NEW DELHI (THE STATESMAN/ASIA NEWS NETWORK) - The Supreme Court has made it clear who is the boss of Delhi - the elected chief minister or the Lieutenant Governor (LG).
In a landmark judgement this week, the Court ruled that the LG has no independent power to take decisions and is bound by the elected government's advice.
Justice D.Y. Chandrachud, in his separate but concurring judgment, has clearly emphasised that "real power and substantive accountability is vested in the elected representatives of the people".
This should put a lid on the ugly power struggle going on for the past three years in the capital.
Delhi indeed is not like the other Union Territories of India, as in 1991 Article 239AA was added to the Constitution with special rules for administration of the National Capital Territory (NCT) of Delhi.
Importantly the judgment has also negated the 2016 Delhi High Court verdict that the LG is not bound by 'the aid and advice' of the Delhi cabinet.
In fact the judgment defines the status of NCT, its powers and jurisdictions.
The five-member bench headed by the Chief Justice of India also observed on Tuesday that the Chief Minister and the LG should resolve their differences by way of communication and dialogue.
While Delhi's ruling Aam Aadmi Party claims this as its victory, the Bhartiya Janata Party (which leads the National Democratic Alliance government at the Centre) is playing it down.
In real terms the verdict has given some relief to Kejriwal, who had been having a running battle with LG Anil Baijal and his predecessor Najeeb Jung for the past three years.
The NCT of Delhi still does not have the status of a full State as land, police and law and order are vested with the Union government.
Kejriwal and his predecessors like Sheila Dixit have been fighting for full statehood.
But the Centre is not likely to yield arguing that many national capitals such as Washington DC are governed by the federal government.
While the apex court judgment should resolve the power struggle, there are grey areas such as what constitutes 'exceptional situation' in which the LG could refer a matter to the President for a final word and whether the LG has to give written clarifications on these exceptional situations or whether there is a time frame.
As for the powers of postings and transfers the Delhi High Court is looking at it as a separate issue.
Will the chief minister and LG obey the apex court ruling and try to resolve the issues between them amicably?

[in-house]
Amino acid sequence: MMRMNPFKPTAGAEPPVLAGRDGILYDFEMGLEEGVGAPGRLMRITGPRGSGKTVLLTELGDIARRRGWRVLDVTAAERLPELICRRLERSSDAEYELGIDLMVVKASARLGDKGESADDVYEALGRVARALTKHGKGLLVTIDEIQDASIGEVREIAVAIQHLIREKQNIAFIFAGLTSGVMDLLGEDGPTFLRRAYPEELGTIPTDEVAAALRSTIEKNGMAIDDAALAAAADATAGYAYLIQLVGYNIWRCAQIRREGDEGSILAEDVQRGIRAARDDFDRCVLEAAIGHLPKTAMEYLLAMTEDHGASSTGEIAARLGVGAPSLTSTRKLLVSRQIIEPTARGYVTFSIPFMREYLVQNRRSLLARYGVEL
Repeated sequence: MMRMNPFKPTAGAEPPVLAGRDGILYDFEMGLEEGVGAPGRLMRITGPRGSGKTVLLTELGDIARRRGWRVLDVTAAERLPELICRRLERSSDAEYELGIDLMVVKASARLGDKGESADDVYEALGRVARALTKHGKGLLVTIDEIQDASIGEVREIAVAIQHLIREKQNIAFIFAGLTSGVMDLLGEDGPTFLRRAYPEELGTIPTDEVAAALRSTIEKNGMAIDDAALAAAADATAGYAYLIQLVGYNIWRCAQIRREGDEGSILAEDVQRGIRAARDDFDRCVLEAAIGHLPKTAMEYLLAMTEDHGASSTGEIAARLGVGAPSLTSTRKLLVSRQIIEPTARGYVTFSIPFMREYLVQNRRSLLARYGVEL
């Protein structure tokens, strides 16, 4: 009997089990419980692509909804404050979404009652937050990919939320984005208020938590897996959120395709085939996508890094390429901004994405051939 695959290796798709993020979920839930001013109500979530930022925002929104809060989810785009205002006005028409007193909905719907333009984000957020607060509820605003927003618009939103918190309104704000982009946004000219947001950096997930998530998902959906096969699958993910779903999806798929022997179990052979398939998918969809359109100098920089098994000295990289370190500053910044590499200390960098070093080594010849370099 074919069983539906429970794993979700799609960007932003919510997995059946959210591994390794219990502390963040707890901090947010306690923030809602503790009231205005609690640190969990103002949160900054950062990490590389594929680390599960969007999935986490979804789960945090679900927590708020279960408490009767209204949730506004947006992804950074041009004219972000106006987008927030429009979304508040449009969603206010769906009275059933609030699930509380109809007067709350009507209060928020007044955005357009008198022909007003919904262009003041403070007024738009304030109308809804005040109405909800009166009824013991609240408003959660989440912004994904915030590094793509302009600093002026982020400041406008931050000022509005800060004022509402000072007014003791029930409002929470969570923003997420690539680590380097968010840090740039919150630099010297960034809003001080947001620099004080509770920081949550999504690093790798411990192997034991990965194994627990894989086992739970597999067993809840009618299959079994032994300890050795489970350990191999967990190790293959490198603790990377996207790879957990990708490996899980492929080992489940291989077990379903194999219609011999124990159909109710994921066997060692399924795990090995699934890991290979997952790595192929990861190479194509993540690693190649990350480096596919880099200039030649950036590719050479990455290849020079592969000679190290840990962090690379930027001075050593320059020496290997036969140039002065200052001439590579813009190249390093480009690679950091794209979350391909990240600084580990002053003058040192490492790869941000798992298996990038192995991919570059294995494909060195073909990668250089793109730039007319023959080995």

Will they behave in a mature manner befitting their lofty positions?
Kejrwial had not wasted even a minute to assert himself after the judgment and transferred some officials immediately, only to be defied by Delhi bureaucracy.
The first meeting between the chief minister and the LG ended on Friday with the latter asserting that he still had powers on transfers and postings until the High Court decides on this issue.
So where is the hope?
This kind of ugly spat between the two dignitaries in high places does not auger well for the people of Delhi.
The verdict brings out the need for the two constitutional bodies, the LG and the chief minister, to work in harmony.
AAP should up give up its confrontational politics with the LG and the latter too should not block cabinet decisions.
Secondly, now that the AAP claims that the court has given it full freedom to work, the onus is on the Kejriwal government to deliver on the various promises made to Delhi voters and start concentrating on governance.
No doubt the verdict has restored the primacy of the Legislative Assembly.
The AAP's case has been that the LG was blocking many of their welfare schemes like doorstep delivery of ration, cancelling the appointment of special advisers etc.
The verdict also gives Kejriwal an upper hand in his political fight with the BJP.
The 2019 elections are just one year away and politics overtakes all other things.
Nearer the polls, the chief minister is take up his fight for full statehood for Delhi and take to the streets.
He came to power in 2015 on this promise and has been raising the issue at every forum.
Thirdly, Prime Minister Narendra Modi has been talking of cooperative federalism and both the Centre and the state should follow this route.
The track record shows that only when the chief minister and the LG are on the same page, even if different parties rule at the Centre and in the state, Delhi's development takes place.
Sheila Dixit's 15-year rule is a proof of that.
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